Food match: This is a good aperitif beer which would go well with a before meal hors d’oeuvre or a cheese platter.

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La Sirène Fleur Folie

Total Score: 8.45/10 Honeycomb1Peppercorns1Flowers1Tulipglass1

Time for another from Australia’s most veritable Belgian craft brewer: La Sirène. These guys (and possibly girls) have been hitting it out of the park with each beer they brew, and even though I’ve only reviewed their Hazelnut Praline – one of my favourite chocolate beers, I can attest to the exacting qualities of several of their brews. Fleur Folie (or “flower madness” if my cursory knowledge of French is correct) is in actual fact a Saison Miel (miel = honey) – a style that set off my “why didn’t I think of that before” brain reflex, surely this will be grand then.

Poured from a 375ml bottle into a Duvel tulip.

A: Cloudy with speckles of yeast floating around the pale golden body, with a lively white sea foam which drops back from 1 inch to 75 mm. So it’s right in that delightful farmhouse zone – big, fluffy head, yeast particles, there’s nothing not to like really. 8/10.

S: Peppery cardboard yeast upfront, lingers on for a long while, followed by notes of orange blossom flower, hints of honey and five spice. Aroma then is a classic Saison with that hint, though muted, of honey towards the back. There’s something else in there that I’m amiss to describe, something spicy (which is why I ended up going with five spice – the catch-all spice term). 8/10.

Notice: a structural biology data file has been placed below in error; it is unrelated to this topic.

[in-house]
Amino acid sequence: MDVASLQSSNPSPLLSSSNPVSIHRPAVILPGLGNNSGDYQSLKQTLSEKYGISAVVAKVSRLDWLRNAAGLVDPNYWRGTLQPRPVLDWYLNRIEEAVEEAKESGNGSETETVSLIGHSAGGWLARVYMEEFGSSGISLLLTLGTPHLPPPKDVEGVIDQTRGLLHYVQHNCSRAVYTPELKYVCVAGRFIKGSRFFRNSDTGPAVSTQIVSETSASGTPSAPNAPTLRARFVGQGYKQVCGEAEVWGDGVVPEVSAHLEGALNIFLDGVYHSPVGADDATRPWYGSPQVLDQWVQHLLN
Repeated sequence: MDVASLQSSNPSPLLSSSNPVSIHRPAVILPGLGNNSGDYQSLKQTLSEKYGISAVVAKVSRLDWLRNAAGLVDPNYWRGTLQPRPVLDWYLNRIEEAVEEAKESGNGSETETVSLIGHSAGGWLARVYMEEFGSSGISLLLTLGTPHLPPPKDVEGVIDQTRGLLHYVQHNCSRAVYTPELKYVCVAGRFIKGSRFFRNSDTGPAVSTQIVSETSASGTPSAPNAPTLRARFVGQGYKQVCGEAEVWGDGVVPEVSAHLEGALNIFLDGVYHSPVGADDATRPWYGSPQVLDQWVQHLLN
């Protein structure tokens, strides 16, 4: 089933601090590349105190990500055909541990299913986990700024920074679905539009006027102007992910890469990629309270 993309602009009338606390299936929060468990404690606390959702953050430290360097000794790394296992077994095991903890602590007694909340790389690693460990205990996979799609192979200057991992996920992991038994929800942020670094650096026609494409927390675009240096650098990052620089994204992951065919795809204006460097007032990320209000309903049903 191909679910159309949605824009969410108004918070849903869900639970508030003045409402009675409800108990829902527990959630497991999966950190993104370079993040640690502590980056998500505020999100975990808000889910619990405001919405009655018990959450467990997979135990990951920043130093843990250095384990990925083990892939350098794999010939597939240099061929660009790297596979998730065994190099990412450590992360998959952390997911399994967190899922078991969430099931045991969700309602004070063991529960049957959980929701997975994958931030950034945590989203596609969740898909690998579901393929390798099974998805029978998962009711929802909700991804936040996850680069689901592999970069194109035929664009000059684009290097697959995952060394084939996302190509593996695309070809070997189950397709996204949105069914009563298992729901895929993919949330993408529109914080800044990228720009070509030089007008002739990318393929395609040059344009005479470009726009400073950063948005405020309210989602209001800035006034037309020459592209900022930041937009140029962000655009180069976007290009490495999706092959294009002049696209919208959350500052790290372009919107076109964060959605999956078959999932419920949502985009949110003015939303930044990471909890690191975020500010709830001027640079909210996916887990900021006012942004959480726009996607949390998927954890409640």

T: Well the honey really comes through in the flavour and imparts an overall sweet floral/woody tone throughout the entire palate. The peppery cardboard yeast comes through as well. The balance is sublime, sweet/bitter/dry/sour all make an appearance though no one flavour dominates. Finishes with an Ethyl Acetate (nail polish remover) aftertaste – don’t worry, this can be considered normal in a Saison. 9/10.

M: Mid to light bodied with a decent amount of carbonation, ala the Saison style. 8/10.

D: This is a cracking Aussie Saison from the southern hemisphere kings of Saison: La Sirène. What indeed impressed me though is how the honey characters of this brew really “popped” in the flavour even though they felt quite muted in the aroma, yet another example of a beer that tastes better than it smells. Overall, at a better price and a bigger bottle, I would definitely get this fine Australian Saison again. La Sirène, you beauty! 8/10.

Food match: A traditional bouillabaisse or ratatouille niçoise will suit this hearty Saison.